ELVIS COSTELLO has worked with Burt Bacharach, Paul McCartney — and his own wife, Diana Krall — in a glittering career now in its sixth decade. He has sung country tunes, played classical pieces and made his last album, Hey Clockface, in Helsinki, Paris and New York. But his latest venture is his most outlandish yet — an idea that shouldn’t work… but somehow does.
Teaming up with his long-term collaborator Sebastian Krys, an Argentinian studio whizz, the singer has gone back to his brilliant 1978 LP This Year’s Model and remade it entirely in Spanish.
Using the original master tapes, remixed and sometimes extended by Krys, he has invited an eclectic cast of Latin musicians to provide their own interpretations. The idea came about after Elvis was asked to add a female vocalist to the album track This Year’s Girl for the HBO TV drama series The Deuce.
That sparked a dream in which he heard This Year’s Model, a raw and energetic album dating back to the punk era, performed in Spanish. With Krys assembling the singers, his bizarre dream is now a reality.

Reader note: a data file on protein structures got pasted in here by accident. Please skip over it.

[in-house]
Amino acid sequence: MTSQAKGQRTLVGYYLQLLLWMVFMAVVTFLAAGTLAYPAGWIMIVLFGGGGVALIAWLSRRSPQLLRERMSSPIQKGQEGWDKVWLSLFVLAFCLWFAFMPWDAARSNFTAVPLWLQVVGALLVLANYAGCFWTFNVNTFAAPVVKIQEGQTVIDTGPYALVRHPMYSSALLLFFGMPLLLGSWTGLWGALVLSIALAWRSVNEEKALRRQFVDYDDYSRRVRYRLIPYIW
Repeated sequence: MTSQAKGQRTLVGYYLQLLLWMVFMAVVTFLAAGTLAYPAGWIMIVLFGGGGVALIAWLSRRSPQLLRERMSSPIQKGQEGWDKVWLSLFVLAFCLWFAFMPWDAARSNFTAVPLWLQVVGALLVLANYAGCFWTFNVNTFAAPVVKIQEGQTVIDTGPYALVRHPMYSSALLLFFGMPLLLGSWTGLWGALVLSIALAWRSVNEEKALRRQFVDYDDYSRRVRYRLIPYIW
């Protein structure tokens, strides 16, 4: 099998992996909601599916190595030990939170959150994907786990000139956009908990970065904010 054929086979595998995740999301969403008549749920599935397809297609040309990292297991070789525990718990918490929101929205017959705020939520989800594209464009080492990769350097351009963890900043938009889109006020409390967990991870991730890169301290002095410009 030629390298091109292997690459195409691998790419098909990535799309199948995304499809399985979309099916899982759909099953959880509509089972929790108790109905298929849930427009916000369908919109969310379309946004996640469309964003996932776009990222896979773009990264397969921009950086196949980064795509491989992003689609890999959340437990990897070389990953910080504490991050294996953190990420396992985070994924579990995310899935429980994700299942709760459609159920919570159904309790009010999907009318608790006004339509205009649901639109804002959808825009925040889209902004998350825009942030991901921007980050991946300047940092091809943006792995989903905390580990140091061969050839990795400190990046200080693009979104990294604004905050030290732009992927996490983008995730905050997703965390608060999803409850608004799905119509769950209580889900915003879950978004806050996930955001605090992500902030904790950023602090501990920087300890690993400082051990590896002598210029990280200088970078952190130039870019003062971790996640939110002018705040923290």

The original record contained many of his most memorable songs, and some of his initial backing vocals remain intact here. He joins Colombian star Juanes on the frenetic Pump It Up, now extended to incorporate a long-lost contribution by Clash guitarist Mick Jones (who also plays on Big Tears).
Texan singer Nina Diaz shines on No Action, now lengthened to accommodate a fierce drum solo by Pete Thomas of The Attractions, while the language barrier is no obstacle to La Marisoul, one of several women singers here, on Little Triggers.
There are moments when those who grew up with This Year’s Model will hanker for the original takes. For that, there’s also a re-master of the 1978 album on CD and vinyl. Costello himself maintains his habit of making bold moves. ‘I think my audience is used to surprises by now,’ he says. This new Modelo Española certainly fits that bill.